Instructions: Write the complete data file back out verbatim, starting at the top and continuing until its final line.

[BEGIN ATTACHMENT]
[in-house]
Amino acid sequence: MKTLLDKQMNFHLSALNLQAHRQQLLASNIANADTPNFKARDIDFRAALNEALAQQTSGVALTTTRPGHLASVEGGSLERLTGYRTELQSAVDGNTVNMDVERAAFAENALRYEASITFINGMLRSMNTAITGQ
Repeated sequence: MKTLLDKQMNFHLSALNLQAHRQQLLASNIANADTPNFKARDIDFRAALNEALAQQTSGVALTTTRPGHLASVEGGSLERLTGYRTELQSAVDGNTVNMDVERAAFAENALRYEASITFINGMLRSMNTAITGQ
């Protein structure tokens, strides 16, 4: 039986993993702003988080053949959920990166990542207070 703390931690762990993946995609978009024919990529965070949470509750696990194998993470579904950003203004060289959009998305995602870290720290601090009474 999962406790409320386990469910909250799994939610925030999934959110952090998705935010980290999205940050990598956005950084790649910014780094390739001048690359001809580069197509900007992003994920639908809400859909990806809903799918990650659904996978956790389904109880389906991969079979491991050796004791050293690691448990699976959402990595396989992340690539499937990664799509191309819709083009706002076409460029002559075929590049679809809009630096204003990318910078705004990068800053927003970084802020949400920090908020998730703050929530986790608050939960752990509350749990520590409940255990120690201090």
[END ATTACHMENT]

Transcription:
[in-house]
Amino acid sequence: MKTLLDKQMNFHLSALNLQAHRQQLLASNIANADTPNFKARDIDFRAALNEALAQQTSGVALTTTRPGHLASVEGGSLERLTGYRTELQSAVDGNTVNMDVERAAFAENALRYEASITFINGMLRSMNTAITGQ
Repeated sequence: MKTLLDKQMNFHLSALNLQAHRQQLLASNIANADTPNFKARDIDFRAALNEALAQQTSGVALTTTRPGHLASVEGGSLERLTGYRTELQSAVDGNTVNMDVERAAFAENALRYEASITFINGMLRSMNTAITGQ
């Protein structure tokens, strides 16, 4: 039986993993702003988080053949959920990166990542207070 703390931690762990993946995609978009024919990529965070949470509750696990194998993470579904950003203004060289959009998305995602870290720290601090009474 999962406790409320386990469910909250799994939610925030999934959110952090998705935010980290999205940050990598956005950084790649910014780094390739001048690359001809580069197509900007992003994920639908809400859909990806809903799918990650659904996978956790389904109880389906991969079979491991050796004791050293690691448990699976959402990595396989992340690539499937990664799509191309819709083009706002076409460029002559075929590049679809809009630096204003990318910078705004990068800053927003970084802020949400920090908020998730703050929530986790608050939960752990509350749990520590409940255990120690201090």